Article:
This is where sound and creative data scientific framing comes in. The lack of a clear definition of ‘compactness’ rules out binary framing, that is, regarding each plan as either compact or not. But much of the data science enterprise is to deal with subjects that are not just black and white, but with many degrees or shades of ‘grayness.’ Indeed, DeFord, Duchin, and Solomon designed an iterative sampling algorithm that gives more compact plans higher probabilities to be sampled, and hence they can effectively model the intended vagueness of the rule by a probabilistic mechanism. A substantial practical advantage is that such ‘grayish’ strategy can be computationally far more efficient than the ‘black-white’ uniform sampling, and it even has substantial advantages over classical approaches inspired by statistical physics.
Of course there is no free lunch. Avoiding binary framing puts pressure on us to argue for the suitability of our alternative metrics, which leaves room for both exploration and exploitation by researchers (as well as their algorithms). And robust theory is also needed to understand the convergence behavior of the resulting iterative algorithms. All in all, this gives us a telling example of how creative data scientific re-framing can address substantive and computational problems simultaneously, opening up exciting new research directions.
Much of the value of data science lies in the use of its theory and methods to provide concrete and actionable solutions to complex substantive problems. To do this well, however, takes much more than merely learning theory and methods in classrooms or from books. It require ‘data acumen,’ a central emphasis of the US National Academies’ report on undergraduate data science education. Gaining data acumen requires one to be exposed to the complexity and scope of data science process in actual practical settings, just as there is no other way of learning to swim than actually diving into the water, and trying to stay afloat while moving. Consequently, a central value of data science education must lie in training many skillful swimmers in the even expanding and stormier ocean of data.
I am therefore very pleased and proud that this issue of HDSR features a discussion article, “Statistics Practicum: Placing `Practice’ at the Center of Data Science Education” by Eric Kolaczyk, Haviland Wright, and Masanao Yajima from Boston University. While increasingly more statistics and data science programs include a practicum component, the vast majority institute it as a consulting or capstone course, providing “a final experience prior to leaving the program—with the implicit assumption being that the individual will ‘figure the rest out’ on the job.” The BU team argues that such a “final experience” training is insufficient to meet the ever-increasing demand for data science and data scientists from all sectors of our global community, and hence, they call for “a paradigm shift, placing a so-called Practicum course at the center of a data science program, intentionally organized as a hybrid between an educational classroom and an industry-like environment.” They back up their call with detailed documentation and a discussion of how BU implemented such an idea in the past five years in its Master of Science program in Statistical Practice. Over 20 discussants—from current students to industrial leaders and to preeminent educators—provide wide-ranging perspectives, accounts of experiences, and suggestions on how to establish, sustain, and enhance practicum-centered data science education at all levels. For anyone who cares about present or future data science education, this featured discussion set is truly a must read.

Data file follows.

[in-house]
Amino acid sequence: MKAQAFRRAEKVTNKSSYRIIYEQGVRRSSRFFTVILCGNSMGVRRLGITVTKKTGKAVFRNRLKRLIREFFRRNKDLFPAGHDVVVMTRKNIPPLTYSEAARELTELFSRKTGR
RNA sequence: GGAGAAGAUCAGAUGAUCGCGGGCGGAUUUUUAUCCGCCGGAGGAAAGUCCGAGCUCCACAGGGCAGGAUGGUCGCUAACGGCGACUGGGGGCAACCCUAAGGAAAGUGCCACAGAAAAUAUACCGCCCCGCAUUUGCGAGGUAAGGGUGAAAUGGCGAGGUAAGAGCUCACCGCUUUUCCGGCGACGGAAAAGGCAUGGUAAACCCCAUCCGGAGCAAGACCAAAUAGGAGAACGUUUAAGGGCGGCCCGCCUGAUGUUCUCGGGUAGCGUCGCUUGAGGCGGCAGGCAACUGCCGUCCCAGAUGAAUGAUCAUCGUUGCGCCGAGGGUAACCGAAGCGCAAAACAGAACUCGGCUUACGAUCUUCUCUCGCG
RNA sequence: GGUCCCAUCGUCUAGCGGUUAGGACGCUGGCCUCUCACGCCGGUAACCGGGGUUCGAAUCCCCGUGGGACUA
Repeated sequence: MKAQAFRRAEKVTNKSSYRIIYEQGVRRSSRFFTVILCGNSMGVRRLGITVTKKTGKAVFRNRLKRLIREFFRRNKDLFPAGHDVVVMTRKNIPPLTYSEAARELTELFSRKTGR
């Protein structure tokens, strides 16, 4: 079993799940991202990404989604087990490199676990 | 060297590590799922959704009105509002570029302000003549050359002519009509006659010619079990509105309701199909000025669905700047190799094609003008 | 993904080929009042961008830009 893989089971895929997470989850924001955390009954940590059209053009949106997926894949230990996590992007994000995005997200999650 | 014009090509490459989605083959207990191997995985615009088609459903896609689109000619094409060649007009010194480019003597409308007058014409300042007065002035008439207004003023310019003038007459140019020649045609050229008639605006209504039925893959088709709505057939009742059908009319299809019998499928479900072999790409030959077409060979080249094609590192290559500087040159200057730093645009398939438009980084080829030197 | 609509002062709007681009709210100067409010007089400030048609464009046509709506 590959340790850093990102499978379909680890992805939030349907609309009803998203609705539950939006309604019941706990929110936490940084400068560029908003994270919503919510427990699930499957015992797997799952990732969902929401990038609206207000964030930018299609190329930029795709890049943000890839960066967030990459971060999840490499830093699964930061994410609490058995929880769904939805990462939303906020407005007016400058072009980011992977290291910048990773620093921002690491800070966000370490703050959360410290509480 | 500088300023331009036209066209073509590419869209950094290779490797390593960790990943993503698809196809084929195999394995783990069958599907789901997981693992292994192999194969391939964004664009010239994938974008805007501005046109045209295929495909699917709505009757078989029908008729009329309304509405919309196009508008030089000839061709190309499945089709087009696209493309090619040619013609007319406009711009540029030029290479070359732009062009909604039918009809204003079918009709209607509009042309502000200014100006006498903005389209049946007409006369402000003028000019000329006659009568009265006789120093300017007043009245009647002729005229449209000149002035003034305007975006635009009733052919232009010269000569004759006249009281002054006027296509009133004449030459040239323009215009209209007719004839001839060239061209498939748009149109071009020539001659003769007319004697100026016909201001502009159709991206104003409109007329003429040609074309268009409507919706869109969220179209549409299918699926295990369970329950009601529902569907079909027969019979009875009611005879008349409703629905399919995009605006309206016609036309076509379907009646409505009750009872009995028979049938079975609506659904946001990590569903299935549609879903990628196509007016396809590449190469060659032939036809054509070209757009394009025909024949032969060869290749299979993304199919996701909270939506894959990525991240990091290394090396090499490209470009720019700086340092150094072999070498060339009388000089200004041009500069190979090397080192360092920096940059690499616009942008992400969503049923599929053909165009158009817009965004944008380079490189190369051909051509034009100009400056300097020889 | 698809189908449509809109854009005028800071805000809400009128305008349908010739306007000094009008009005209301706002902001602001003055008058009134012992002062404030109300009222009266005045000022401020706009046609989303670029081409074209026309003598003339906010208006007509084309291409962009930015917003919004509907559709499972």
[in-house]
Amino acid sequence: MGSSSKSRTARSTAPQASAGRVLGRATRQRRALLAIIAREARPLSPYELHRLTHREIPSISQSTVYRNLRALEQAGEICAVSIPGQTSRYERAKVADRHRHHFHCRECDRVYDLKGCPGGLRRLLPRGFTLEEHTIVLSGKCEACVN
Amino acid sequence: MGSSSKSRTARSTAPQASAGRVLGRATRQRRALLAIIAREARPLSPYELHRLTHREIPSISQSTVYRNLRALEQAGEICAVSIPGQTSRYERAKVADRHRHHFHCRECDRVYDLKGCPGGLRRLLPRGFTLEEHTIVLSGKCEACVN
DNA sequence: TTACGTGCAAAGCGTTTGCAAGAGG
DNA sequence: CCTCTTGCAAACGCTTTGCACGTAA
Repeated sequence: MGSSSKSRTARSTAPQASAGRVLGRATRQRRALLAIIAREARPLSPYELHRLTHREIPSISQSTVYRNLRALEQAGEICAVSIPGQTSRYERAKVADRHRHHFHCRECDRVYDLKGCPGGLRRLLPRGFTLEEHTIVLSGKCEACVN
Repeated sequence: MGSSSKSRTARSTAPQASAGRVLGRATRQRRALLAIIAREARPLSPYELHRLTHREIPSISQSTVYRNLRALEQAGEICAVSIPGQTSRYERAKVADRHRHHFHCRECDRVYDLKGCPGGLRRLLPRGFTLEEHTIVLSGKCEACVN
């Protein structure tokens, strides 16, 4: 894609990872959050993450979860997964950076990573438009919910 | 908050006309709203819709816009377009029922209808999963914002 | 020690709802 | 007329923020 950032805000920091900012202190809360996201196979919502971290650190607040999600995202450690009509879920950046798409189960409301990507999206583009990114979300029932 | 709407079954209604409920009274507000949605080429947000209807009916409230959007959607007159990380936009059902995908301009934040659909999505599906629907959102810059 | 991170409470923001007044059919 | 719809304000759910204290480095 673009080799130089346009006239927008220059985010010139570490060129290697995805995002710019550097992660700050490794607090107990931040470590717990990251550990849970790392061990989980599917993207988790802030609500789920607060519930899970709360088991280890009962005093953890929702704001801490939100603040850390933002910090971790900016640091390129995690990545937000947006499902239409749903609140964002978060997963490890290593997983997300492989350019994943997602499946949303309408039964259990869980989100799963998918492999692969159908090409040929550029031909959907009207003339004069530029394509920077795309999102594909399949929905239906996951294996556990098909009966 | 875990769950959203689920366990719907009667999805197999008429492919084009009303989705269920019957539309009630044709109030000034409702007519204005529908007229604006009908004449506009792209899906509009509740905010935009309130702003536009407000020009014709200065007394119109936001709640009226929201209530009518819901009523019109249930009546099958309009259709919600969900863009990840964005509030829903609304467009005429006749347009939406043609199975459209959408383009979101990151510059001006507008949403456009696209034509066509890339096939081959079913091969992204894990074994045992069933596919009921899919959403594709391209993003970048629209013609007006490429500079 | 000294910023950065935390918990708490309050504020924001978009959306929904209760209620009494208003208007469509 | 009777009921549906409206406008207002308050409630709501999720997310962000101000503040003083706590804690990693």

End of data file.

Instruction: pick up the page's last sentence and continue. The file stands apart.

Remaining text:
Similarly essential is the column by Thomas Davenport and Katie Malone, “Deployment as a Critical Business Data Science Discipline,” which stresses the importance of “getting data science models deployed into production within organizations,” and how the success of deployment depends vitally on how early we integrate deployment planning into data science processes and training programs. As Davenport and Malone point out, “Starting with the algorithm first, and only at the end of the project thinking about how to insert it into the business process, is where many deployments fail.” This echoes the key point by the BU team, that when practical training is brought into play as the “final experience” of data science education, it comes too late.